Put half of the strawberries into a food processor and pulse until finely chopped and juicy; transfer to a medium pot. Add sugar, water and cornstarch and whisk to combine. Bring to a boil over medium heat and boil, stirring often, until very thick and glossy, 4 to 5 minutes. Transfer to a large bowl and set aside to cool, stirring occasionally, until lukewarm, about 20 minutes.

Fill crust with remaining strawberries, pour strawberry mixture over the top and smooth out to ensure it fills in the space between berries. Chill until set, 1 to 2 hours. Cut into slices, top with a spoonful of ice cream, if desired and serve.

 


Instead of being overly concerned with counting calories or measuring portion sizes, think of your diet in terms of color, variety and freshness. This way it should be easier to make healthy choices. Focus on finding foods you love and easy recipes that incorporate a few fresh ingredients. Gradually, your diet will become healthier and more appealing.

Start slow and make changes to your eating habits over time. Trying to make your diet healthy overnight isn’t realistic or smart. Changing everything at once usually leads to cheating or giving up on your new eating plan. Make small steps, like adding a salad (full of different color vegetables) to your diet once a day or switching from butter to olive oil when cooking. As your small changes become habit, you can continue to add more healthy choices to your diet.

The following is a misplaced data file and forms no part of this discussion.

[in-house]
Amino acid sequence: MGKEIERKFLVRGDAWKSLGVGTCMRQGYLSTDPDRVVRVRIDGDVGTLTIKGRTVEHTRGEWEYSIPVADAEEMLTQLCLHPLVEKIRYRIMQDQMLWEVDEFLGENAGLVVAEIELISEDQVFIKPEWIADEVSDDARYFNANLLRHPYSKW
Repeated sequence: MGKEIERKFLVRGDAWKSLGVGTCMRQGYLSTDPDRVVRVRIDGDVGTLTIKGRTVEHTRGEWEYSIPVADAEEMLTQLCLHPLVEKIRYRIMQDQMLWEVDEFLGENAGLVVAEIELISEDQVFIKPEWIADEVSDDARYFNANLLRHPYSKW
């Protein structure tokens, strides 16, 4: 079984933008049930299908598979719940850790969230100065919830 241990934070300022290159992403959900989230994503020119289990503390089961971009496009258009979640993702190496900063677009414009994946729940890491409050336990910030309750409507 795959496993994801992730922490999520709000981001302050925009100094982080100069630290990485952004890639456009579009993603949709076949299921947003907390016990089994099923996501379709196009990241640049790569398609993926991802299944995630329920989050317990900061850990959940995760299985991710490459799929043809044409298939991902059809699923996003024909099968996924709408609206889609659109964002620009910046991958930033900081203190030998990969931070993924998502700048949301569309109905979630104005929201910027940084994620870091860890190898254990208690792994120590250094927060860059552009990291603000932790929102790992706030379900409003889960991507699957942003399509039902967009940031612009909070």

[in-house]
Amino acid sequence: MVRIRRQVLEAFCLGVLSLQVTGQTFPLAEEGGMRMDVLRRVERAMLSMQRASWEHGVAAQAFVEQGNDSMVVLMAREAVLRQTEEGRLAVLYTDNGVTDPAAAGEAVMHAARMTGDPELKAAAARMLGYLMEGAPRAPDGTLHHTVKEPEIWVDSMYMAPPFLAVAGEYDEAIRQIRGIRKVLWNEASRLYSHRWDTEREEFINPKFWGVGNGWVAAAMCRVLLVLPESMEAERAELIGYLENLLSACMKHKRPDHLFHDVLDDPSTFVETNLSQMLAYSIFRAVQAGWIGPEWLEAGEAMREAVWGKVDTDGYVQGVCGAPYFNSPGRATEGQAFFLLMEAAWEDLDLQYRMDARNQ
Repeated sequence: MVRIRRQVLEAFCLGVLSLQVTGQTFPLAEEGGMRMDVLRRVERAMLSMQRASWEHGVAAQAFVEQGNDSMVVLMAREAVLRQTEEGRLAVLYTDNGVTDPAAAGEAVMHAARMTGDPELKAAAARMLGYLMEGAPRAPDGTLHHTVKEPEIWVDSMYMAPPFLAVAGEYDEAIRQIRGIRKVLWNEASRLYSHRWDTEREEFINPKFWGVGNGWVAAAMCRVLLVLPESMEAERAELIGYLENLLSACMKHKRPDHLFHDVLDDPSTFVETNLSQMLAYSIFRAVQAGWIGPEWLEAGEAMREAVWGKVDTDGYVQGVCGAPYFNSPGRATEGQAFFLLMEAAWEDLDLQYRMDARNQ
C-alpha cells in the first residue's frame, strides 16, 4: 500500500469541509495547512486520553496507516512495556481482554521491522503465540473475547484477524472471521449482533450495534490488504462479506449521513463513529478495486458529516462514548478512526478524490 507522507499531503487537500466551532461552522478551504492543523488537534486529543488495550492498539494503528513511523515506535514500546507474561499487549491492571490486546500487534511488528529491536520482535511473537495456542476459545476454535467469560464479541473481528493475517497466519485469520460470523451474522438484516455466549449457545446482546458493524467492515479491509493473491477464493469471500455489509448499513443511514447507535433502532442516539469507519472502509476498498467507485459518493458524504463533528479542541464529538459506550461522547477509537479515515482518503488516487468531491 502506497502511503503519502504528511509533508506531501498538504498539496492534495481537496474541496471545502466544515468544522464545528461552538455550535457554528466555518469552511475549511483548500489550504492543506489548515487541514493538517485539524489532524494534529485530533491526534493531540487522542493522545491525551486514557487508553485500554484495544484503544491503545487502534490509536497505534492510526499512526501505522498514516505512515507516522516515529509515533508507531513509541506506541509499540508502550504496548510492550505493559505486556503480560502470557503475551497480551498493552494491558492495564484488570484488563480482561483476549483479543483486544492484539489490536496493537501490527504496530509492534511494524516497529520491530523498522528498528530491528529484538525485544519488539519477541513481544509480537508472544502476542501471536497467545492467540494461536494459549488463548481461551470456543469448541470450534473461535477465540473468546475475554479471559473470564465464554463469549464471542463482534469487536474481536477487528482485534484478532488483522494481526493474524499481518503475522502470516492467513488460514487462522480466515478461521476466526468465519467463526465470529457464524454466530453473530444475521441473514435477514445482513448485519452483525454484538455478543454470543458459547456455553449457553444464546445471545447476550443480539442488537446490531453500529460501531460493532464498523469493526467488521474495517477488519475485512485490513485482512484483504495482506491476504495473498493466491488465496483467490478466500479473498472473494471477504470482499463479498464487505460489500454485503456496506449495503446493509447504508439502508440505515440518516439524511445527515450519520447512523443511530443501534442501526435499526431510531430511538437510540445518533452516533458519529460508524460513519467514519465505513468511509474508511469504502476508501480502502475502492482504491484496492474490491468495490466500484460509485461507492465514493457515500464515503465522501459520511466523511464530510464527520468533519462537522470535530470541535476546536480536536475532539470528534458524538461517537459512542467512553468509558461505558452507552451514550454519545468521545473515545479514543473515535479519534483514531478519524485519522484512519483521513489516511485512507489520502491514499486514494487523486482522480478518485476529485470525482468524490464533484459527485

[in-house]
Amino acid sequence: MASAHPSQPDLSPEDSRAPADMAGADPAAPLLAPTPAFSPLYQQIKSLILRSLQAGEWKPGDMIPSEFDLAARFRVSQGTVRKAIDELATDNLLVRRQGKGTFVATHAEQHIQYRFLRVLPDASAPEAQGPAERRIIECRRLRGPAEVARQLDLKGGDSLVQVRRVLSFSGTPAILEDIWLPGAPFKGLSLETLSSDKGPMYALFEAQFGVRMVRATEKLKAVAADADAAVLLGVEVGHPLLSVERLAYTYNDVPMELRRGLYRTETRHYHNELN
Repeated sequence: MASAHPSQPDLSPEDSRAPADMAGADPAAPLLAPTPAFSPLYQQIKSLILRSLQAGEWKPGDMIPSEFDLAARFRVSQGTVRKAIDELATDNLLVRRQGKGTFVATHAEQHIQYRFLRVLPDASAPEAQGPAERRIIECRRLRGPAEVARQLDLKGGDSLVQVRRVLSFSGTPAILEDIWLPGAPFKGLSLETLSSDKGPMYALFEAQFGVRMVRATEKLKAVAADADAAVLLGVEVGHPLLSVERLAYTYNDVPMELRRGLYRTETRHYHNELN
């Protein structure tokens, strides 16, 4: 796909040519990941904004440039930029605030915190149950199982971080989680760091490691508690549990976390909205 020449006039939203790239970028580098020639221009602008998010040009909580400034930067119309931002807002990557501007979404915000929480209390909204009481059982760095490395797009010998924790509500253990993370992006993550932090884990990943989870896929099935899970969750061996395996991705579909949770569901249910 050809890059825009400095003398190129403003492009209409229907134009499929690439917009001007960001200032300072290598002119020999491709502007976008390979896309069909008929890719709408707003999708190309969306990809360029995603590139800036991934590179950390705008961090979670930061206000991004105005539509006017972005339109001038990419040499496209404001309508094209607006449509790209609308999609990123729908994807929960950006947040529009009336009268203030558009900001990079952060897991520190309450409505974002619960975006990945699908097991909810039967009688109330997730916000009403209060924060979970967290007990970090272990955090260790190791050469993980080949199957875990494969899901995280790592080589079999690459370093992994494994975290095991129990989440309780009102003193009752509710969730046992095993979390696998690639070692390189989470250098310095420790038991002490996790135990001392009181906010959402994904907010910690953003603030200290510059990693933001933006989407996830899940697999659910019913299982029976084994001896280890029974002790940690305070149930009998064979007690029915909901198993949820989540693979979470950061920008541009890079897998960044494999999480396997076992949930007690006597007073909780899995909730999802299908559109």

Every change you make to improve your diet matters. You don’t have to be perfect and you don’t have to completely eliminate foods you enjoy to have a healthy diet. The long term goal is to feel good, have more energy and reduce the risk of cancer and disease. Don’t let your missteps derail you—every healthy food choice you make counts.

Spring brings lots of healthy produce, These include asparagus, broccoli, fresh herbs, and leafy greens, which can be found fresh at farmers’ markets and the produce section of supermarkets. Other healthy spring ingredients include strawberries, artichokes, arugula, radishes, garlic, peas and mushrooms. In addition to being loaded with vitamins, minerals and antioxidants, these spring ingredients tend to lend themselves to lighter preparations, such as steaming and roasting. Fresh produce is often more flavorful than food that’s been stored for a long time, so a bit of lemon juice and a sprinkling of fresh herbs can be all you need to season it.

So, in the spirit of spring — as the trees are beginning to bud, the flowers are starting to appear and the days are getting longer — I’ve gathered some recipes using the ingredients of spring to inspire us all to keep it fresh and healthy this season.